Gifting an EB-5 Investment to Your Child

Most commonly, international parents will pursue an EB-5 visa for themselves, their spouse, and any unmarried children under 21 years of age. But what happens when parents do not want U.S. residency, but instead want the EB-5 visa for their children to attend high school or college in America as U.S. residents? While it involves careful documentation, parents can gift the funds for an EB-5 investment to their minor children and their children can become the EB-5 applicant.

It is important to note that the U.S. Customs and Immigration Service (USCIS) does not have an established policy regarding the approval of minors as EB-5 investors. While there presently is no specific prohibition, international parents must work closely with their immigration attorneys to show that the investment contract is valid and not voidable. In the U.S., contracts entered into by minors are typically void or voidable by the child when he or she becomes an adult. However, under the Uniform Transfers to Minors Act, or UTMA (also known as the Uniform Gifts to Minors Act), a parent or guardian, acting on behalf of a minor child, can enter into a contract as a custodian on behalf of that child, and that contract is not voidable.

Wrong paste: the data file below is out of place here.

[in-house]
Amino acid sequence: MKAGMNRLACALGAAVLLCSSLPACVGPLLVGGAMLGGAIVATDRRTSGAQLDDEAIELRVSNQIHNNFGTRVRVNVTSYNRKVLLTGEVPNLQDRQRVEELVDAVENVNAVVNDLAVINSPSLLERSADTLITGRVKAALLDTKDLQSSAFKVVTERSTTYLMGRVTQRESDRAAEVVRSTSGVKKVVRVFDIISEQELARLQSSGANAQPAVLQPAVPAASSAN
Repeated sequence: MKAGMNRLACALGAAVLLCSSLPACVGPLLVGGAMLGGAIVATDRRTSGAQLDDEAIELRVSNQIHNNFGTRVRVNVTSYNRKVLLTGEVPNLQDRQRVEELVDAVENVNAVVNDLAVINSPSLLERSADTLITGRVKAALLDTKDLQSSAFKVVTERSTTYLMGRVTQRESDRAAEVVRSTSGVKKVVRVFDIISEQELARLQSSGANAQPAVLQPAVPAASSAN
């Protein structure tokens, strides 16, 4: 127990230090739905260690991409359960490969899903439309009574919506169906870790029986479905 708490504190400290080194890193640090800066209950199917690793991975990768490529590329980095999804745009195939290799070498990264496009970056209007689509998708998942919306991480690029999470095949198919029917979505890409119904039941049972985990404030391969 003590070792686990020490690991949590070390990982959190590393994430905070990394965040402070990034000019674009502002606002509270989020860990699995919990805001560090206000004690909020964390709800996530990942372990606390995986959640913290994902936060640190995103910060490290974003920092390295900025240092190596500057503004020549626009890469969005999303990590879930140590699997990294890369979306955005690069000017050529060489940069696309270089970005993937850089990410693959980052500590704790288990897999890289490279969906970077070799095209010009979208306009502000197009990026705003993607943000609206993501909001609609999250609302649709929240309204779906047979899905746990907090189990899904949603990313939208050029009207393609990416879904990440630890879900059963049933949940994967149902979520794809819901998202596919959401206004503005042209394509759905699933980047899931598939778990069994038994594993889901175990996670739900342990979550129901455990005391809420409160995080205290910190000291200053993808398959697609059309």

There are a few important points to remember.

  • First, the parent(s) must gift the EB-5 investment funds to the child.
  • Second, the money to fund the subscription to the EB-5 investment is wired from a bank account, which can be in the name of the parent/custodian or the name of the minor, to the EB-5 project bank account in the United States.
  • Third, the parent at no point owns the child’s partnership or limited liability company interest in the EB-5 job-creating enterprise. Ownership must vest directly in the name of the child.
  • Finally, although the parent(s) are responsible for managing the asset until the child turns 18 (or 21 in some American states), upon reaching this age, control automatically vests with the child.

The purchase of an interest in the EB-5 project under the UTMA on behalf of a child results in a non-voidable investment contract, which should satisfy the current EB-5 requirements as interpreted by USCIS. Even though there is no age limit set by law, regulation, or USCIS policy, it is wise to limit such transactions to cases where the child is at least 13 years old. Also keep in mind that many banks holding EB-5 escrow accounts either will not accept deposits from minors or do not have a policy on accepting such deposits, meaning that minor investors may have to waive escrow in order to make an EB-5 investment.

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